|Bad Luck (standard:humor, 692 words)|
|Author: BENTLINK||Added: Feb 26 2012||Views/Reads: 2095/0||Story vote: 0.00 (0 votes)|
|You just cannot escape people who believe in luck.|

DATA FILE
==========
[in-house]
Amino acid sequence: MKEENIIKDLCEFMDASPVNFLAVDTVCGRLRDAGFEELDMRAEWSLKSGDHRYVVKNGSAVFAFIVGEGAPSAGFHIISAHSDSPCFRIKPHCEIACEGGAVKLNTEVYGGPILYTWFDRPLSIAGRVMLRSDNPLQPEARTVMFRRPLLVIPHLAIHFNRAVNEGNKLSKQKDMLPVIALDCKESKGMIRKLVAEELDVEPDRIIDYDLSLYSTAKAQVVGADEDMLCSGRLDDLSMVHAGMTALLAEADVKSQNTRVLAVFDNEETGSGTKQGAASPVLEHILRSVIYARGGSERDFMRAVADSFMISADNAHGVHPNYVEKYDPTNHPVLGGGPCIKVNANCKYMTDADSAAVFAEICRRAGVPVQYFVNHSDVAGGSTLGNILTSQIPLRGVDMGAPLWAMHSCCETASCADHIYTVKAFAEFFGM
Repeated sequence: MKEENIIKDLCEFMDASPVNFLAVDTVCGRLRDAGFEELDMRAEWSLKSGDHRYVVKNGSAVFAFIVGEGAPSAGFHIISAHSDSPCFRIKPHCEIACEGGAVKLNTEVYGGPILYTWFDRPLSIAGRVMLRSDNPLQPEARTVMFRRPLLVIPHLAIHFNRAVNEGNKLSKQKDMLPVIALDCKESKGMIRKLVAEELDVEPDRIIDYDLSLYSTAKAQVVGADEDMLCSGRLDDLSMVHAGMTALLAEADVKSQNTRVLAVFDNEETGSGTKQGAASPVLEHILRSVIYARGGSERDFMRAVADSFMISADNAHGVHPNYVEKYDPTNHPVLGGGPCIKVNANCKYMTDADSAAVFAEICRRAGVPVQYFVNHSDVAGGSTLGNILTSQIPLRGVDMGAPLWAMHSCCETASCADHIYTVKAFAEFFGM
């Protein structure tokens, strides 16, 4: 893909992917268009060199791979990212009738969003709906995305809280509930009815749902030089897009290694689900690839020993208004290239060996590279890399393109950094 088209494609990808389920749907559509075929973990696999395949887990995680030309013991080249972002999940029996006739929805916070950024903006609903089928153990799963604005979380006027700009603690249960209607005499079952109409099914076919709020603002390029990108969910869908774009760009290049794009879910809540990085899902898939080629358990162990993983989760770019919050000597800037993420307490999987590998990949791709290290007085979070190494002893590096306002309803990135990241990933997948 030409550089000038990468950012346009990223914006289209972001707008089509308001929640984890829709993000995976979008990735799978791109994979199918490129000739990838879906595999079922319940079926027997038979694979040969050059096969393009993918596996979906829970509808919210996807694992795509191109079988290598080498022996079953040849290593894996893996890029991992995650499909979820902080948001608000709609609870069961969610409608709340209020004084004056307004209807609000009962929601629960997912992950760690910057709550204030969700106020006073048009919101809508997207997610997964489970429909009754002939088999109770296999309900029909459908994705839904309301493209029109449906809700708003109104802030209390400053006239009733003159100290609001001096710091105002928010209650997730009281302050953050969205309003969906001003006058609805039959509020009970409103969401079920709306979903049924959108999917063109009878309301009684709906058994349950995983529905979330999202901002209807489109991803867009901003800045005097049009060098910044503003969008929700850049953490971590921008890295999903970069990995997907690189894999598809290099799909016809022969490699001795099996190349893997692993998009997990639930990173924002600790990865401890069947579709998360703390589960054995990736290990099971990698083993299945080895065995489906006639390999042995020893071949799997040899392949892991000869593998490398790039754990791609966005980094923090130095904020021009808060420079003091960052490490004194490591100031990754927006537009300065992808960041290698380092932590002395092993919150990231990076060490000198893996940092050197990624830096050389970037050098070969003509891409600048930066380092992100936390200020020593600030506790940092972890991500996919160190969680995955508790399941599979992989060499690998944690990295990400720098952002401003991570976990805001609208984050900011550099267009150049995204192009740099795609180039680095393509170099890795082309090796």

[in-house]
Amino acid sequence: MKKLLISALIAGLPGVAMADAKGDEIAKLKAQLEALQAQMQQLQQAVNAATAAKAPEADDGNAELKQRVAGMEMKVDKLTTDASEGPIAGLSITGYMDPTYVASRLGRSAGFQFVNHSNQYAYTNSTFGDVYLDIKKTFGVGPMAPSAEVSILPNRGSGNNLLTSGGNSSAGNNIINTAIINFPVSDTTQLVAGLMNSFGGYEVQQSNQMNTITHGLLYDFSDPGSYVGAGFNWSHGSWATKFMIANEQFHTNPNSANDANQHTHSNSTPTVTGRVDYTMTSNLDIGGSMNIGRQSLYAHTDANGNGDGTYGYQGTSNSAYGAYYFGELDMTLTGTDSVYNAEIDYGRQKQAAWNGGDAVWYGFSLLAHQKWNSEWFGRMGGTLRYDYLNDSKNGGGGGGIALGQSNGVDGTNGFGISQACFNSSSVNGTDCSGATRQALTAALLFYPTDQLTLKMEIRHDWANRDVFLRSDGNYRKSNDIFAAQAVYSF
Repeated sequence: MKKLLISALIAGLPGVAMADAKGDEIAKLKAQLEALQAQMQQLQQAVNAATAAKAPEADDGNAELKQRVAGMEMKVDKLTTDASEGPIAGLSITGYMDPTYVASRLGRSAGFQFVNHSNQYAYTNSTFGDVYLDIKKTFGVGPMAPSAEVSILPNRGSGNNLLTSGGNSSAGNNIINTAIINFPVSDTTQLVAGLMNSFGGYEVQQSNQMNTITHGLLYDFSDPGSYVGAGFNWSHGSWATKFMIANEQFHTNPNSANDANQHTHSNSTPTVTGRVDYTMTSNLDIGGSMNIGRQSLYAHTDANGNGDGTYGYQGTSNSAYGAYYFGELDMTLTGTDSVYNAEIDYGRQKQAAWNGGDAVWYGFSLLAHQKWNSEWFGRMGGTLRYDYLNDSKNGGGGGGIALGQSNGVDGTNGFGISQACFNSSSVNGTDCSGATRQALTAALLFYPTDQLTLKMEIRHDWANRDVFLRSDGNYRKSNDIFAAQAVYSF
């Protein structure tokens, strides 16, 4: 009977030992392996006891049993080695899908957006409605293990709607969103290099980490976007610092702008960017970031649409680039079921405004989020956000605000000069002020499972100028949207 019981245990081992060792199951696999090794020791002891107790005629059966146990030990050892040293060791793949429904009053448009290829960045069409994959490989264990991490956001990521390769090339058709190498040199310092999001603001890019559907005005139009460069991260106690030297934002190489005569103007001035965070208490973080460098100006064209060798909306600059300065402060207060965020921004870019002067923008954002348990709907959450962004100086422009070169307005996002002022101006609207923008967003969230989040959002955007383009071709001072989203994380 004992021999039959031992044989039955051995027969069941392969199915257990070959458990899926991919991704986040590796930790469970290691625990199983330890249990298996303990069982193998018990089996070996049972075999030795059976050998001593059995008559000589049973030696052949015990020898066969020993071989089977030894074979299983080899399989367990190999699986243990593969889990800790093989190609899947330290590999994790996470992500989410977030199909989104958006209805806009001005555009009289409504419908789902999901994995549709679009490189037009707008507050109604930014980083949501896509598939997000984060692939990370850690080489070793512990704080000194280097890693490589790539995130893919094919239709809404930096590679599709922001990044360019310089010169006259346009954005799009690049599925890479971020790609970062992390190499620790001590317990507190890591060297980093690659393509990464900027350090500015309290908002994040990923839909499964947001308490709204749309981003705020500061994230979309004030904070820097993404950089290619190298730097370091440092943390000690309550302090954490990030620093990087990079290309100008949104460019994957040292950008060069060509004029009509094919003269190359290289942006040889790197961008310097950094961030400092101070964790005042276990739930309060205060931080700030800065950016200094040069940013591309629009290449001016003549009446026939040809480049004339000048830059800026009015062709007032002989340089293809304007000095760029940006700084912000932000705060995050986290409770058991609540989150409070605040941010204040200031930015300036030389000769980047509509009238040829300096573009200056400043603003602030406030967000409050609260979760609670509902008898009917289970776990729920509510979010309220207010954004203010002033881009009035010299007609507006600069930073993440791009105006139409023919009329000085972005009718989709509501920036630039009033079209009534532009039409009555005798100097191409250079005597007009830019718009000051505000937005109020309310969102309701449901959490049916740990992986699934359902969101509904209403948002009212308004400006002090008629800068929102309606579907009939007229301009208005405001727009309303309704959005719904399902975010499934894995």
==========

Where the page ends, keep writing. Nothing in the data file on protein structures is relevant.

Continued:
Bad Luck He had been born into a family of louts that harbored a three generation deep paralyzing fear of change. These near-do-wells blamed every misfortune in their lives on bad luck, much of it thought to be brought on by daring to do something new or different. They were convinced it was not their collective distain for education or total lack of gumption that accounted for the multiple generations of hardship they had been forced to endure, but was instead a long lasting run of cursed bad luck. For most of his early childhood, he walked along with all his family under this dark shadow of superstition and despair. Each day he carefully knotted his shoes exactly the same way. One could only guess at the cascade of awful events a person might set loose by putting on a left shoe first or stepping on a crack while walking to school. He tried his up-most to be the model of discipline at the dinner table for rules were rules. Spilled salt was a minor infraction and would bring forth a loud but short-lived wave of wrath from an adult. However using a spoon to eat meat or fish was even worse that breaking a mirror on the family's bad luck scale and therefore carried a harsher penalty. Eating alone in the kitchen often followed the less grievous infractions but the punishment laws were far more flexible than the rules he had allegedly broken. He learned early on the punishment levied for a broken luck rule depended more on the kind of day the parents were having than on any understandable logical rule set. As he grew a bit more mature, he reasoned he must surely have been adopted into this family of lazy idiots. The adoption idea gave him great comfort for many months until a nosy vociferous next-door neighbor dispelled it, he almost cried when informed he was with out question a spawn from this the shallowest end of humankind's human gene pool. He came to despise his family unit so much that the decided he would “Bad Luck” them first to complete financial ruin then painful death by ill luck. He jumped on every sidewalk crack with both feet, made special side trips on his way home form school to walk beneath ladders at local hardware and paint stores. He collected empty soft drink bottles and cans for their deposits then used the money to purchase cheap mirrors he broke when sent to his room for bad luck evoking behavior. His reasoning was as unsound as the family's distrust of change but it served to keep him mentally afloat until he was old enough to escape his dysfunctional home-life by repeatedly committing minor crimes. Declared incorrigible he went to a juvenile detention center to await his 18th birthday. Enlistment in the army became his highway to happiness. Basic training with its clear understandable instructions was a vacation. The young man found the combat drills and surprise inspections far less stressful than living in fear of breaking the incomprehensible rules of his family home. He was also visibly happy to be free of the detention center and the constant threat of violence and rape. His drill instructor had never seen a recruit adapt to the army's rigorous training so quickly. The boy seemed to welcome the ridged rules and forced marches. The sergeant even gave some thought to sending the lad to see the base psychiatrists because he seemed so happy. In due course, his advance training was completed and the unit was ordered into combat as replacements for killed and wounded men and women. His first meaningful assignment was driving a supply truck to a forward base. The truck carried a sundry load of meals ready to eat, video equipment, DVDs, medical supplies and toilet tissue. The Sergeant in charge gave him detailed instructions about following the marked route and orders not to slow or stop for any reason. As he was ready to pass through the green zones base's last check point his Master Sergeant leaned into the truck window and handed him a rabbit's foot key chain. Tweet
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